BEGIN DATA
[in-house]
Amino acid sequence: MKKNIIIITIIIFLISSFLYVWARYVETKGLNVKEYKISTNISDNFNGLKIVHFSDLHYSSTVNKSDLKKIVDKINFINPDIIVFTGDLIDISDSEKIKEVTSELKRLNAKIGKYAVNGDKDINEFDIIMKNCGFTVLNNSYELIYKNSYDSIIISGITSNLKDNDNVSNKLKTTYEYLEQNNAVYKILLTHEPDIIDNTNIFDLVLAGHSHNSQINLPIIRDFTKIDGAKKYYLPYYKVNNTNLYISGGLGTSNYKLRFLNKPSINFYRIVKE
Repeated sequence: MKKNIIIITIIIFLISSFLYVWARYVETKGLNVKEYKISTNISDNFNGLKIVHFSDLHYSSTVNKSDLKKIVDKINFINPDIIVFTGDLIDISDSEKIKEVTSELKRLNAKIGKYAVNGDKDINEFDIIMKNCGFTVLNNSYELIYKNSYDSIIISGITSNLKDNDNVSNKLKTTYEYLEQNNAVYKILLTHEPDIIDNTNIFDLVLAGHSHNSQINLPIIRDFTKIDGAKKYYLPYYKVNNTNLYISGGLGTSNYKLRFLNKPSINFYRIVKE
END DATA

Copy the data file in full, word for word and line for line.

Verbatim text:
[in-house]
Amino acid sequence: MKKNIIIITIIIFLISSFLYVWARYVETKGLNVKEYKISTNISDNFNGLKIVHFSDLHYSSTVNKSDLKKIVDKINFINPDIIVFTGDLIDISDSEKIKEVTSELKRLNAKIGKYAVNGDKDINEFDIIMKNCGFTVLNNSYELIYKNSYDSIIISGITSNLKDNDNVSNKLKTTYEYLEQNNAVYKILLTHEPDIIDNTNIFDLVLAGHSHNSQINLPIIRDFTKIDGAKKYYLPYYKVNNTNLYISGGLGTSNYKLRFLNKPSINFYRIVKE
Repeated sequence: MKKNIIIITIIIFLISSFLYVWARYVETKGLNVKEYKISTNISDNFNGLKIVHFSDLHYSSTVNKSDLKKIVDKINFINPDIIVFTGDLIDISDSEKIKEVTSELKRLNAKIGKYAVNGDKDINEFDIIMKNCGFTVLNNSYELIYKNSYDSIIISGITSNLKDNDNVSNKLKTTYEYLEQNNAVYKILLTHEPDIIDNTNIFDLVLAGHSHNSQINLPIIRDFTKIDGAKKYYLPYYKVNNTNLYISGGLGTSNYKLRFLNKPSINFYRIVKE